Number of annual visitors: 2,741,126
You’d think that the Tower of London would appear higher in the list, but with 2.7 million visitors every year it only makes number six. When you look at the crowd outside then it might seem like all 2.7 million have come on the same day!
This World Heritage Site dates back 1,000 years and contains some of London’s most famous places: the White Tower, Bloody Tower, Traitor’s Gate and Tower Green. It’s also where you can see the Queen’s Crown Jewels.
Craig has written a review of the Tower of London on his blog, but he recommends another two events as well: the Ceremony of the Keys is one of the best free events in London, whilst the Yeoman Warder Tour is a great way to learn some of its history.
Hours: 10 AM to 6 PM (Sat-Wed); 10 AM to 9 PM (Thu-Fri); Last entry 15 mins before closing – Cost: Free
|Awful 0%||Poor 0%||Okay 20%||Good 40%||Great 40%|
Number of annual visitors: 1,949,330
How can the National Portrait Gallery make the top ten and not the National Gallery? It’s crazy! Two million tourists might like it, but if you take our advice then you’ll pick the one next-door instead.
The Portrait Gallery is like a Who’s Who of British history, and shows you the faces of famous (and infamous) kings and queens, politicians, writers, scientists, right up to our modern-day celebrities. If you’re coming from overseas then the chances are that you won’t have a clue who most of these people are, which is why we definitely recommend going to the National Gallery instead.
Read Craig’s review to see what it’s like inside.
Hours: Gardens: 10 AM to 5.45 PM (Mon-Sun, mid Feb-Mar); 10 AM to 6.30 PM (Mon-Fri, Apr-Aug); 10 AM to 7.30 PM (Sat-Sun, Apr-Aug); 10 AM to 6 PM (Mon-Sun, Sep-Oct); 10 AM to 4.15 PM (Mon-Sun, Oct-mid Feb) – Kew Palace: 10.30 AM to 5.30 PM (Mon-Fri, Apr-Aug); 10.30 AM to 6.30 PM (Sat-Sun, Apr-Aug); 10.30 AM to 5 PM (Mon-Sun, Sep); Closed (Oct-Mar); Last e – Cost: Adults £19.00; Children £5.00 (4-16); Infants free
|Awful 0%||Poor 0%||Okay 50%||Good 0%||Great 50%|
Number of annual visitors: 1,828,956
Kew Gardens might seem a bit dull if you’re not into gardening, but it actually has a lot of interesting attractions inside – it’s not all about the plants. Do you remember that movie about mad King George III? Well Kew Palace is where he used to live, and you can go and see what’s left if it: basically just the Dutch House and a few supplementary buildings. But our favourite building is the Palm House. It’s like a gigantic green house filled with tropical plants and ferns. They pump warm misty spray out of the pipes whilst you climb up spiral iron staircases to the roof. It seems like you’re walking through the treetops – even kids will love it.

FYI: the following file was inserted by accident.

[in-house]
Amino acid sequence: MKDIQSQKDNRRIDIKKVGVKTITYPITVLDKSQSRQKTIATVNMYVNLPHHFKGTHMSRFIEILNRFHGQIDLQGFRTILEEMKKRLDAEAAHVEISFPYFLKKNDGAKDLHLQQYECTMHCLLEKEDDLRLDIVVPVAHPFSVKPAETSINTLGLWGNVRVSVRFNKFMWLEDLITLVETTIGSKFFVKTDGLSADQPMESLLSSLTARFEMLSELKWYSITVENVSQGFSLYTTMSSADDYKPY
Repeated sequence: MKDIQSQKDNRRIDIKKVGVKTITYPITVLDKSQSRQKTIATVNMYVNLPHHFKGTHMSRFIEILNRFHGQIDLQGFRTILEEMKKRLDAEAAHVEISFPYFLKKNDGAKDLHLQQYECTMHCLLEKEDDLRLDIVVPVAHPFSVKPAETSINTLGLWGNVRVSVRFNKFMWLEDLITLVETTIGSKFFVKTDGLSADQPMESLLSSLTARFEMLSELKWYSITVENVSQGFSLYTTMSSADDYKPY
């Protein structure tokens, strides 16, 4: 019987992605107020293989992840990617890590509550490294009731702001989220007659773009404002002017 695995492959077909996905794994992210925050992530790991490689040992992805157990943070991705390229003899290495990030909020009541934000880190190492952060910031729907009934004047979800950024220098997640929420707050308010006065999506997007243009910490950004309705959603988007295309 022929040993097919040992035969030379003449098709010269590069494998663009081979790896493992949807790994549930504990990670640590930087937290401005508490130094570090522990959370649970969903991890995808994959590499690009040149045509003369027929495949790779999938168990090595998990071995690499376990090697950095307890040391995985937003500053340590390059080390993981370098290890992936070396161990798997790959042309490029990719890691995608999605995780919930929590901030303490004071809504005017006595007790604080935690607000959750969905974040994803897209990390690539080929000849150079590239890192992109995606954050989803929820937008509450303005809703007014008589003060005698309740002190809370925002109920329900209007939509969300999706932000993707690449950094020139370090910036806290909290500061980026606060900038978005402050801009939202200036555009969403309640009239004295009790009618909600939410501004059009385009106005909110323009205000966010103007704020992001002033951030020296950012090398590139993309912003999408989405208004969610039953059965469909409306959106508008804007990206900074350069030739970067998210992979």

Kids will also love the Treetop Walkway: a huge piece of scaffolding that rises 18 metres above the ground. Craig has written a review of this on his blog and he was too terrified to even climb the stairs. There’s another conservatory full of cacti and desert plants, a Japanese garden, an art gallery, land train, and enough trees and plants to keep even the most green-fingered of gardeners happy.
Hours: 8.30 AM to 4.30 PM (Mon-Sat); Closed (Sun, except for services); Last entry 30 mins before closing – Cost: Adults £18.00; Children £8.00 (6-17); Infants free (under-6); Family ticket £44.00
|Awful 17%||Poor 0%||Okay 0%||Good 50%||Great 33%|
Number of annual visitors: 1,519,018
St. Paul’s Cathedral made it to No.3 in our list of the Top 10 landmarks, but only sits at No.9 in this list of the most-visited attractions. Maybe that has got something to do with the steep entry price, because most of the tourist attractions on this list are free.
St. Paul’s is Christopher Wren’s masterpiece, built after the Great Fire of London levelled half the city in 1666. It used to have the second largest dome after St. Peter’s Basilica in Rome, and still boasts the biggest bell in London (bigger even than Big Ben). The crypt contains famous names like Admiral Nelson and Wellington.
But it’s the view from the top that most tourists want to see. The first level is rather easy to complete, but you might struggle with the second. Only the bravest of climbers will make it all the way to the Golden Gallery at the very top of the dome. Craig has tried it many times but always chickened out at the last minute – read his review of St. Paul’s to discover why.
Hours: 9.30 AM to 6 PM (Mon, Wed-Fri); 9.30 AM to 8 PM (Tue); 9.30 AM to 5 PM (Sat); 11 AM to 5 PM (Sun) – Cost: Free
|Awful 0%||Poor 0%||Okay 0%||Good 60%||Great 40%|
Number of annual visitors: 1,496,685
The British Library is the most surprising entry on this list because there’s hardly anything for tourists to see. All they’ve got is a little exhibition of historical letters and manuscripts. Granted, most of the names on display are incredibly impressive – people like Galileo, Leonardo da Vinci, Henry VIII, Beethoven, Churchill and The Beatles – but you’ll be in and out inside an hour.
Read Craig’s review to see if you’ll like it.